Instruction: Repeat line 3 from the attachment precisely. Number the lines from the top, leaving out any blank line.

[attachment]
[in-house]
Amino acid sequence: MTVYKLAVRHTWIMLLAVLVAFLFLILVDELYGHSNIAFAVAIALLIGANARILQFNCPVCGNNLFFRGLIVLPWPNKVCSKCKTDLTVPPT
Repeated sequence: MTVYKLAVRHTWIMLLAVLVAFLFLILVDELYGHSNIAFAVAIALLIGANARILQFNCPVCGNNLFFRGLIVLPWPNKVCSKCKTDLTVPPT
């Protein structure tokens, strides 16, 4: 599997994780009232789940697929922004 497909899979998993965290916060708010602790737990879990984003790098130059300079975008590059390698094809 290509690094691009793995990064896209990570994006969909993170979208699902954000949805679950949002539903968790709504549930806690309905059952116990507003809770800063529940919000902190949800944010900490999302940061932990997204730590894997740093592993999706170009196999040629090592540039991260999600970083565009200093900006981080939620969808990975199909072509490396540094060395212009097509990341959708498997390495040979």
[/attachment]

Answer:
Repeated sequence: MTVYKLAVRHTWIMLLAVLVAFLFLILVDELYGHSNIAFAVAIALLIGANARILQFNCPVCGNNLFFRGLIVLPWPNKVCSKCKTDLTVPPT